Increasingly we are becoming a cashless society, with so many ways to transfer funds at our finger tips.   Online banking, paypal, credit cards, EFTPOS, e-toll cards and debit cards are now so entrenched in our daily lives that we almost  have no need to carry real money at all.

The mobile phone has always been seen as a potential cash replacement device that could act as our digital wallet.   Phones are linked to  billing systems either pre or post paid and have been able to make small value transactions efficient.   However there is a catch.   In all cases the carrier takes a hefty fee from the transaction for the credit risk.  This can be as high as 60% in some cases.

Add to this the issue of authentication of the identity of the user and you can see why credit risk may be high.  So how do we solve this problem of providing a safe stored value device that can only be activated by a given identity.

There have been many attempts to add more technology to this puzzle from a card reader attached to handsets, a second SIM card etc.  Most failed the user test of simplicity and cost.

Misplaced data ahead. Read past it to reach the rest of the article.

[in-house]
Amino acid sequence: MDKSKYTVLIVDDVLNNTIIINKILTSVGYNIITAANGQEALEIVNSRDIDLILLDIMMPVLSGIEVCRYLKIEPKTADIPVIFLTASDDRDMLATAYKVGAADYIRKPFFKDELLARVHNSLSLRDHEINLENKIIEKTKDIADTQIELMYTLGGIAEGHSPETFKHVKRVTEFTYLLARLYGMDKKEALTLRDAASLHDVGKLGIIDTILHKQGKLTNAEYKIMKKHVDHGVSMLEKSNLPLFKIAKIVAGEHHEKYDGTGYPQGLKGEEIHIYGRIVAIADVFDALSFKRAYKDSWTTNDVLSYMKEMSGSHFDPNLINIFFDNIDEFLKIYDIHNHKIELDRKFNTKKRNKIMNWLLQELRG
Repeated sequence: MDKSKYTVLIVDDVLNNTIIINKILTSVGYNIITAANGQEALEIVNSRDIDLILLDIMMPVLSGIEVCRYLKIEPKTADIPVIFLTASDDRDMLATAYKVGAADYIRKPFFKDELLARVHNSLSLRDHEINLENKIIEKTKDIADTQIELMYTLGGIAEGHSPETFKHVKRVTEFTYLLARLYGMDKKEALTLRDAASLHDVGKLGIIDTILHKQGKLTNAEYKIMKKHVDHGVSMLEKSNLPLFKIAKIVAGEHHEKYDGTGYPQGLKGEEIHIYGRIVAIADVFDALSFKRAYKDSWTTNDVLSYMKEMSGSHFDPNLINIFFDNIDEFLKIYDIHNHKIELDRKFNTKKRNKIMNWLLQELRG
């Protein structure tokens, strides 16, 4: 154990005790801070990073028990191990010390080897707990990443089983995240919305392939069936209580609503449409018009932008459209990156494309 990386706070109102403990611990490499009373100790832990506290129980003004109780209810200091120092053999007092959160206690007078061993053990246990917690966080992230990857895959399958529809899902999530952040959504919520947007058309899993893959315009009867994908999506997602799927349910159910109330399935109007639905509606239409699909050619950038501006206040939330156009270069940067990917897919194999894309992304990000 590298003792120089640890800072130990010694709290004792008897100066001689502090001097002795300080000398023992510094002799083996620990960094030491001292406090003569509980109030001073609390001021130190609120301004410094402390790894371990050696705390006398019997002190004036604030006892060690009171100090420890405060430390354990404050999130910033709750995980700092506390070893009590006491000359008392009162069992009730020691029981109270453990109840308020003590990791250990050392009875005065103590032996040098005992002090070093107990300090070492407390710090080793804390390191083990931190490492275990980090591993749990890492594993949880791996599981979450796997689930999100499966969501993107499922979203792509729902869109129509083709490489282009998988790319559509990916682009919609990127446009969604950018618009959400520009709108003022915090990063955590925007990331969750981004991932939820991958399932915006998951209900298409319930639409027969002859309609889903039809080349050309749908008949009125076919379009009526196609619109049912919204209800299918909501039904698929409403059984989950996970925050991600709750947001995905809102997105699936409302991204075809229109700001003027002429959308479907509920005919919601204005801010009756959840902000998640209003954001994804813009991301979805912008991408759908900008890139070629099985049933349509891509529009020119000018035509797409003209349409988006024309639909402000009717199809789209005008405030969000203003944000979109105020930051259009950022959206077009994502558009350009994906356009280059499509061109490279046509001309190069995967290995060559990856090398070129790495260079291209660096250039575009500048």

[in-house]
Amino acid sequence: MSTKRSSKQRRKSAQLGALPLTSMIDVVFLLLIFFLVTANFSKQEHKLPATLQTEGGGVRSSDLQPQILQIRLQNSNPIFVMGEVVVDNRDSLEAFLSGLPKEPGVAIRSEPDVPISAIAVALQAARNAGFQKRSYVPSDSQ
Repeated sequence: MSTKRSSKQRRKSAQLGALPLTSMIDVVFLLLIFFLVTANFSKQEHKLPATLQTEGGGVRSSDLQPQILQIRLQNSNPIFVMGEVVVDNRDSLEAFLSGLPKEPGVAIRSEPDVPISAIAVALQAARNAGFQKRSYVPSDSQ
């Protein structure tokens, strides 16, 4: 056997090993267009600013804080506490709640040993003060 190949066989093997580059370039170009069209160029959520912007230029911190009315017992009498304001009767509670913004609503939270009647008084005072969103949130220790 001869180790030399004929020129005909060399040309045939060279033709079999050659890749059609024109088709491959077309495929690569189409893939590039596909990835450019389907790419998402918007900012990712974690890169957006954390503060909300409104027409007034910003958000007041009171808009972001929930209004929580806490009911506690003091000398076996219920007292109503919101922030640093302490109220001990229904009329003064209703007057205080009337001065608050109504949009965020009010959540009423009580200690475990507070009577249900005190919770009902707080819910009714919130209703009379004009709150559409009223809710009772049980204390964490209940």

Bio-metrics may be the solution, whether it be a finger print or iris scan there is no disputing the uniqueness of these factors in most cases.   However in order for this to work we need to give up some more information about ourselves to our bank, credit provider or telco.  The fingerprint and/or iris scan would have to be stored to be available to be matched at the time of any transaction by all parties involved.  No match no transfer.

This brings up a range of privacy and legal issues, but if you factor in to this the cost to banks, telcos and credit card providers of fraudulent transactions in any given year, it makes sense for them to issue each of us with a simple authentication device.